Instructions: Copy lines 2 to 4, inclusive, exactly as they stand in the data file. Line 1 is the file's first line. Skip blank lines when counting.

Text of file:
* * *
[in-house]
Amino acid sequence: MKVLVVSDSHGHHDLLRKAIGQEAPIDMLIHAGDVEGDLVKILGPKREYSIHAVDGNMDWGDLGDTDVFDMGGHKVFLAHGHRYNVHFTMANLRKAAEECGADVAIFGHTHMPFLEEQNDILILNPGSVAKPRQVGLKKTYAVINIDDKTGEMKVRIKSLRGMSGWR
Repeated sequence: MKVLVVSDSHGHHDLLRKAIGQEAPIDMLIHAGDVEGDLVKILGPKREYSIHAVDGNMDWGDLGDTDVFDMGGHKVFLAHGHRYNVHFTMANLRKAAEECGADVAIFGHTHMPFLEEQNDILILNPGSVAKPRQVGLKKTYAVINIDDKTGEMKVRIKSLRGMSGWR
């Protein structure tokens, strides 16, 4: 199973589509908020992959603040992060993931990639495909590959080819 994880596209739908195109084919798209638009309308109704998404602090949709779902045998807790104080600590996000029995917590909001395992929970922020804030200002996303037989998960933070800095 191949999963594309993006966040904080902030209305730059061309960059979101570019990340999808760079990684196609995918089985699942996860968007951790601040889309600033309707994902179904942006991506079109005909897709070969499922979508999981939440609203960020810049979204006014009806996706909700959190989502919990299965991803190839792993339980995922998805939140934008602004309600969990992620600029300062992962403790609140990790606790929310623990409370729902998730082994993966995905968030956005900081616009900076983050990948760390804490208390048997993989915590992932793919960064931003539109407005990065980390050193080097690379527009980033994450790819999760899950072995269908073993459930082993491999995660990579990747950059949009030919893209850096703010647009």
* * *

Amino acid sequence: MKVLVVSDSHGHHDLLRKAIGQEAPIDMLIHAGDVEGDLVKILGPKREYSIHAVDGNMDWGDLGDTDVFDMGGHKVFLAHGHRYNVHFTMANLRKAAEECGADVAIFGHTHMPFLEEQNDILILNPGSVAKPRQVGLKKTYAVINIDDKTGEMKVRIKSLRGMSGWR
Repeated sequence: MKVLVVSDSHGHHDLLRKAIGQEAPIDMLIHAGDVEGDLVKILGPKREYSIHAVDGNMDWGDLGDTDVFDMGGHKVFLAHGHRYNVHFTMANLRKAAEECGADVAIFGHTHMPFLEEQNDILILNPGSVAKPRQVGLKKTYAVINIDDKTGEMKVRIKSLRGMSGWR
């Protein structure tokens, strides 16, 4: 199973589509908020992959603040992060993931990639495909590959080819 994880596209739908195109084919798209638009309308109704998404602090949709779902045998807790104080600590996000029995917590909001395992929970922020804030200002996303037989998960933070800095 191949999963594309993006966040904080902030209305730059061309960059979101570019990340999808760079990684196609995918089985699942996860968007951790601040889309600033309707994902179904942006991506079109005909897709070969499922979508999981939440609203960020810049979204006014009806996706909700959190989502919990299965991803190839792993339980995922998805939140934008602004309600969990992620600029300062992962403790609140990790606790929310623990409370729902998730082994993966995905968030956005900081616009900076983050990948760390804490208390048997993989915590992932793919960064931003539109407005990065980390050193080097690379527009980033994450790819999760899950072995269908073993459930082993491999995660990579990747950059949009030919893209850096703010647009």